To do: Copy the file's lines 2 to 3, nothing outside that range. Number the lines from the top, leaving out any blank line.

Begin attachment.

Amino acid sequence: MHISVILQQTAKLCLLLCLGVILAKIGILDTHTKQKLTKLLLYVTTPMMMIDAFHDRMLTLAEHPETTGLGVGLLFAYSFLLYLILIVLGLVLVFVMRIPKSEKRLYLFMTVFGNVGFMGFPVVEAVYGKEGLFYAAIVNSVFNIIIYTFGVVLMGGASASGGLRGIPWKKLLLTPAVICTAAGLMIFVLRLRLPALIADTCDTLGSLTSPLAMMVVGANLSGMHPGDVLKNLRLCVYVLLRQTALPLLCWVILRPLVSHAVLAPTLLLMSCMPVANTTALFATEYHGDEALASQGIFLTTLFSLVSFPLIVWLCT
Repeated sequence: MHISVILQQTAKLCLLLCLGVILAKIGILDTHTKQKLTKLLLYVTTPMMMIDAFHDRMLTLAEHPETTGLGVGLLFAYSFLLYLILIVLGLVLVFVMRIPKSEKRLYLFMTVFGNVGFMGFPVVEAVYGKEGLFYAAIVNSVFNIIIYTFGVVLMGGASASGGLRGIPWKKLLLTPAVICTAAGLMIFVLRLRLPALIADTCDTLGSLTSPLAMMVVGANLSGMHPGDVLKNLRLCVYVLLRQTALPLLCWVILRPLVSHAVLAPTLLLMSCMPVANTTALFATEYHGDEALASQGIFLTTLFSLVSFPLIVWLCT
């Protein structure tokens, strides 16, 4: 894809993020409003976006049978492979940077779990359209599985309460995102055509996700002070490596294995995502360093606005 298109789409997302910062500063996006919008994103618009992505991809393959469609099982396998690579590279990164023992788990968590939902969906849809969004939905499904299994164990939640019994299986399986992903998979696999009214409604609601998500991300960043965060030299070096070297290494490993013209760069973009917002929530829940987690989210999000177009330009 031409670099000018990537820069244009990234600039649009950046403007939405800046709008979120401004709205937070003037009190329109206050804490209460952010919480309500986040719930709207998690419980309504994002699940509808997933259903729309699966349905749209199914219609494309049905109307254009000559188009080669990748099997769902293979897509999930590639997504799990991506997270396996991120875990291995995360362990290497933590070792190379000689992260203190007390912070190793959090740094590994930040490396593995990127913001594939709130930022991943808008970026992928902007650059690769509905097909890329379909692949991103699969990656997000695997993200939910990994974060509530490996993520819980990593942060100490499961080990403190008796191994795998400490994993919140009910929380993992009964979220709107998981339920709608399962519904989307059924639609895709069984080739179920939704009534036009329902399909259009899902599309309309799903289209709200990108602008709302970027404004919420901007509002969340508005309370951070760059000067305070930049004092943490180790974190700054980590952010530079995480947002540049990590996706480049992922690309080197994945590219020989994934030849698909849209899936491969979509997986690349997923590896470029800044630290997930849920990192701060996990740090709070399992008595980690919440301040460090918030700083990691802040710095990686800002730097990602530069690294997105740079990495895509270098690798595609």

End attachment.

Repeated sequence: MHISVILQQTAKLCLLLCLGVILAKIGILDTHTKQKLTKLLLYVTTPMMMIDAFHDRMLTLAEHPETTGLGVGLLFAYSFLLYLILIVLGLVLVFVMRIPKSEKRLYLFMTVFGNVGFMGFPVVEAVYGKEGLFYAAIVNSVFNIIIYTFGVVLMGGASASGGLRGIPWKKLLLTPAVICTAAGLMIFVLRLRLPALIADTCDTLGSLTSPLAMMVVGANLSGMHPGDVLKNLRLCVYVLLRQTALPLLCWVILRPLVSHAVLAPTLLLMSCMPVANTTALFATEYHGDEALASQGIFLTTLFSLVSFPLIVWLCT
């Protein structure tokens, strides 16, 4: 894809993020409003976006049978492979940077779990359209599985309460995102055509996700002070490596294995995502360093606005 298109789409997302910062500063996006919008994103618009992505991809393959469609099982396998690579590279990164023992788990968590939902969906849809969004939905499904299994164990939640019994299986399986992903998979696999009214409604609601998500991300960043965060030299070096070297290494490993013209760069973009917002929530829940987690989210999000177009330009 031409670099000018990537820069244009990234600039649009950046403007939405800046709008979120401004709205937070003037009190329109206050804490209460952010919480309500986040719930709207998690419980309504994002699940509808997933259903729309699966349905749209199914219609494309049905109307254009000559188009080669990748099997769902293979897509999930590639997504799990991506997270396996991120875990291995995360362990290497933590070792190379000689992260203190007390912070190793959090740094590994930040490396593995990127913001594939709130930022991943808008970026992928902007650059690769509905097909890329379909692949991103699969990656997000695997993200939910990994974060509530490996993520819980990593942060100490499961080990403190008796191994795998400490994993919140009910929380993992009964979220709107998981339920709608399962519904989307059924639609895709069984080739179920939704009534036009329902399909259009899902599309309309799903289209709200990108602008709302970027404004919420901007509002969340508005309370951070760059000067305070930049004092943490180790974190700054980590952010530079995480947002540049990590996706480049992922690309080197994945590219020989994934030849698909849209899936491969979509997986690349997923590896470029800044630290997930849920990192701060996990740090709070399992008595980690919440301040460090918030700083990691802040710095990686800002730097990602530069690294997105740079990495895509270098690798595609």